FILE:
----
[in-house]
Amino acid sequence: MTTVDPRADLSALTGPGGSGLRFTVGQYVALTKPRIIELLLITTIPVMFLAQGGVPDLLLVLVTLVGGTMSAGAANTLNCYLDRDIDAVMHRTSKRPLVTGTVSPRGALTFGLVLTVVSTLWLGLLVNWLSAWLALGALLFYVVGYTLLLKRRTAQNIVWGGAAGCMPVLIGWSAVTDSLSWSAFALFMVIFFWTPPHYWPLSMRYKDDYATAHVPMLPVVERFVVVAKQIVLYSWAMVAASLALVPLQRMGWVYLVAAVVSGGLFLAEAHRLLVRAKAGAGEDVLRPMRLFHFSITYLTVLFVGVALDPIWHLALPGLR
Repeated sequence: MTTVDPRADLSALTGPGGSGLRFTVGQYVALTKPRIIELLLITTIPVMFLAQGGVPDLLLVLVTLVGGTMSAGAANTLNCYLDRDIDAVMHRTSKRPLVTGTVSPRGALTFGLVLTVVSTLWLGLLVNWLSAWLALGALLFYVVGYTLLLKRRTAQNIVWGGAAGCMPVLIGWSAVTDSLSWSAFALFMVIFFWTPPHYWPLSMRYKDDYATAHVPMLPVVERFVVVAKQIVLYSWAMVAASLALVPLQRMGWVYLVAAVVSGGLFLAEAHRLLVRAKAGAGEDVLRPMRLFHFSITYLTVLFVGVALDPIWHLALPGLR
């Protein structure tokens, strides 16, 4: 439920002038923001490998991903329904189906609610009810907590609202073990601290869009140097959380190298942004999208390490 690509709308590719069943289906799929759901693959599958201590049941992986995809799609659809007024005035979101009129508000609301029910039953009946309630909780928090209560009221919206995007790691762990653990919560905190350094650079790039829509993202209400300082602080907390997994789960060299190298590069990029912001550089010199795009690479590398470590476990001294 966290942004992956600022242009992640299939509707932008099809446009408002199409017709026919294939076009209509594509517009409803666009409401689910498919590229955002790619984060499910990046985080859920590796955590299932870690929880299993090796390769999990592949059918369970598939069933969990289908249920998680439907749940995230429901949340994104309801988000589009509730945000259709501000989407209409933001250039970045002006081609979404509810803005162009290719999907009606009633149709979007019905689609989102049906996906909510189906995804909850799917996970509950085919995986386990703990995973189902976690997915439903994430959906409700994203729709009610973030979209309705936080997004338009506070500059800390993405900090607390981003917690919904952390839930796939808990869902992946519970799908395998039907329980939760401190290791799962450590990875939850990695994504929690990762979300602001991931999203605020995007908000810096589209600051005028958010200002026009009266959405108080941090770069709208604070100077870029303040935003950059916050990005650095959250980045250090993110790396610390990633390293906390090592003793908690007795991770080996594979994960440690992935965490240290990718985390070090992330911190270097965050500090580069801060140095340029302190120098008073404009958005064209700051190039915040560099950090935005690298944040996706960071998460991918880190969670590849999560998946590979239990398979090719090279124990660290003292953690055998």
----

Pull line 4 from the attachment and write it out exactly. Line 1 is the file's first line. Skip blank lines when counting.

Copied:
């Protein structure tokens, strides 16, 4: 439920002038923001490998991903329904189906609610009810907590609202073990601290869009140097959380190298942004999208390490 690509709308590719069943289906799929759901693959599958201590049941992986995809799609659809007024005035979101009129508000609301029910039953009946309630909780928090209560009221919206995007790691762990653990919560905190350094650079790039829509993202209400300082602080907390997994789960060299190298590069990029912001550089010199795009690479590398470590476990001294 966290942004992956600022242009992640299939509707932008099809446009408002199409017709026919294939076009209509594509517009409803666009409401689910498919590229955002790619984060499910990046985080859920590796955590299932870690929880299993090796390769999990592949059918369970598939069933969990289908249920998680439907749940995230429901949340994104309801988000589009509730945000259709501000989407209409933001250039970045002006081609979404509810803005162009290719999907009606009633149709979007019905689609989102049906996906909510189906995804909850799917996970509950085919995986386990703990995973189902976690997915439903994430959906409700994203729709009610973030979209309705936080997004338009506070500059800390993405900090607390981003917690919904952390839930796939808990869902992946519970799908395998039907329980939760401190290791799962450590990875939850990695994504929690990762979300602001991931999203605020995007908000810096589209600051005028958010200002026009009266959405108080941090770069709208604070100077870029303040935003950059916050990005650095959250980045250090993110790396610390990633390293906390090592003793908690007795991770080996594979994960440690992935965490240290990718985390070090992330911190270097965050500090580069801060140095340029302190120098008073404009958005064209700051190039915040560099950090935005690298944040996706960071998460991918880190969670590849999560998946590979239990398979090719090279124990660290003292953690055998």